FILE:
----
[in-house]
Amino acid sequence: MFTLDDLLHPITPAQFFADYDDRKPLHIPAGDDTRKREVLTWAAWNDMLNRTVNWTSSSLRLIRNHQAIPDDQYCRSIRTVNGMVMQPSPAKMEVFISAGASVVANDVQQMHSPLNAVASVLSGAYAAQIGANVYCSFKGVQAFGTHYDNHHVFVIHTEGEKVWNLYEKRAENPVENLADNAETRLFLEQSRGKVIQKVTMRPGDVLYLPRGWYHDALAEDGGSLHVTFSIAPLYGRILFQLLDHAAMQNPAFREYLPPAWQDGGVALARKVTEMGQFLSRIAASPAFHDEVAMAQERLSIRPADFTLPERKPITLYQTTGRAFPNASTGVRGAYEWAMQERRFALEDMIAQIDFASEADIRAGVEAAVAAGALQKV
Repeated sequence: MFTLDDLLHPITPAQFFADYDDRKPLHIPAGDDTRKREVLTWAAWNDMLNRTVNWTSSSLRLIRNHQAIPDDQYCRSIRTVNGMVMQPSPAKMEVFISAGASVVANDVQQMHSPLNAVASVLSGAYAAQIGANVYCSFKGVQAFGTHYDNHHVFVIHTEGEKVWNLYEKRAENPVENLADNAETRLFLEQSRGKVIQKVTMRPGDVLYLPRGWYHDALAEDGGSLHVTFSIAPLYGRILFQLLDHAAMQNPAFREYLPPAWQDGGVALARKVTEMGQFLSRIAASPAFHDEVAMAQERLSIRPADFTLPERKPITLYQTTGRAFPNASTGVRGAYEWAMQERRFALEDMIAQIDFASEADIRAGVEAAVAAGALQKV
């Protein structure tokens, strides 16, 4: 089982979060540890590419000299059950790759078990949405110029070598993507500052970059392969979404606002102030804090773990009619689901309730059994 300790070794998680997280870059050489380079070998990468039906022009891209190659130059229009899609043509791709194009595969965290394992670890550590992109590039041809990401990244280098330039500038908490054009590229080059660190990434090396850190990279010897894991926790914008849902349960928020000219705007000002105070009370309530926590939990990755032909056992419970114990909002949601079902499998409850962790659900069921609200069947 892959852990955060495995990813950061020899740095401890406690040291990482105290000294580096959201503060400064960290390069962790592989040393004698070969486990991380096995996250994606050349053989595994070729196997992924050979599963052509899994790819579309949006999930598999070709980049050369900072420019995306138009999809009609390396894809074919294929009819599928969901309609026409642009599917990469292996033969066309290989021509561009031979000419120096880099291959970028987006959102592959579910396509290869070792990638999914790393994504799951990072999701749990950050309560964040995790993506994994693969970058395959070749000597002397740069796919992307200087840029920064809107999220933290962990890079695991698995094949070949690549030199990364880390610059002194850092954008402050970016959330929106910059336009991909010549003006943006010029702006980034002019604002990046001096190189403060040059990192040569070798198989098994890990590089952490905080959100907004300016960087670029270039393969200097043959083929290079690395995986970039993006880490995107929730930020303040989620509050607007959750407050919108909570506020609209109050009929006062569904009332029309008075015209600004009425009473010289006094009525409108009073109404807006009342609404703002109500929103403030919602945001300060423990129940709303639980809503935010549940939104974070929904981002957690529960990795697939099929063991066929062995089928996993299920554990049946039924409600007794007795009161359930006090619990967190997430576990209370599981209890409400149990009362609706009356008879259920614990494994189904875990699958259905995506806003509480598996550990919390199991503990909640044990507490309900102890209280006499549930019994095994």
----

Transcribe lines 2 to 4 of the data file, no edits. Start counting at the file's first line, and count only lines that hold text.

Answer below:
Amino acid sequence: MFTLDDLLHPITPAQFFADYDDRKPLHIPAGDDTRKREVLTWAAWNDMLNRTVNWTSSSLRLIRNHQAIPDDQYCRSIRTVNGMVMQPSPAKMEVFISAGASVVANDVQQMHSPLNAVASVLSGAYAAQIGANVYCSFKGVQAFGTHYDNHHVFVIHTEGEKVWNLYEKRAENPVENLADNAETRLFLEQSRGKVIQKVTMRPGDVLYLPRGWYHDALAEDGGSLHVTFSIAPLYGRILFQLLDHAAMQNPAFREYLPPAWQDGGVALARKVTEMGQFLSRIAASPAFHDEVAMAQERLSIRPADFTLPERKPITLYQTTGRAFPNASTGVRGAYEWAMQERRFALEDMIAQIDFASEADIRAGVEAAVAAGALQKV
Repeated sequence: MFTLDDLLHPITPAQFFADYDDRKPLHIPAGDDTRKREVLTWAAWNDMLNRTVNWTSSSLRLIRNHQAIPDDQYCRSIRTVNGMVMQPSPAKMEVFISAGASVVANDVQQMHSPLNAVASVLSGAYAAQIGANVYCSFKGVQAFGTHYDNHHVFVIHTEGEKVWNLYEKRAENPVENLADNAETRLFLEQSRGKVIQKVTMRPGDVLYLPRGWYHDALAEDGGSLHVTFSIAPLYGRILFQLLDHAAMQNPAFREYLPPAWQDGGVALARKVTEMGQFLSRIAASPAFHDEVAMAQERLSIRPADFTLPERKPITLYQTTGRAFPNASTGVRGAYEWAMQERRFALEDMIAQIDFASEADIRAGVEAAVAAGALQKV
């Protein structure tokens, strides 16, 4: 089982979060540890590419000299059950790759078990949405110029070598993507500052970059392969979404606002102030804090773990009619689901309730059994 300790070794998680997280870059050489380079070998990468039906022009891209190659130059229009899609043509791709194009595969965290394992670890550590992109590039041809990401990244280098330039500038908490054009590229080059660190990434090396850190990279010897894991926790914008849902349960928020000219705007000002105070009370309530926590939990990755032909056992419970114990909002949601079902499998409850962790659900069921609200069947 892959852990955060495995990813950061020899740095401890406690040291990482105290000294580096959201503060400064960290390069962790592989040393004698070969486990991380096995996250994606050349053989595994070729196997992924050979599963052509899994790819579309949006999930598999070709980049050369900072420019995306138009999809009609390396894809074919294929009819599928969901309609026409642009599917990469292996033969066309290989021509561009031979000419120096880099291959970028987006959102592959579910396509290869070792990638999914790393994504799951990072999701749990950050309560964040995790993506994994693969970058395959070749000597002397740069796919992307200087840029920064809107999220933290962990890079695991698995094949070949690549030199990364880390610059002194850092954008402050970016959330929106910059336009991909010549003006943006010029702006980034002019604002990046001096190189403060040059990192040569070798198989098994890990590089952490905080959100907004300016960087670029270039393969200097043959083929290079690395995986970039993006880490995107929730930020303040989620509050607007959750407050919108909570506020609209109050009929006062569904009332029309008075015209600004009425009473010289006094009525409108009073109404807006009342609404703002109500929103403030919602945001300060423990129940709303639980809503935010549940939104974070929904981002957690529960990795697939099929063991066929062995089928996993299920554990049946039924409600007794007795009161359930006090619990967190997430576990209370599981209890409400149990009362609706009356008879259920614990494994189904875990699958259905995506806003509480598996550990919390199991503990909640044990507490309900102890209280006499549930019994095994």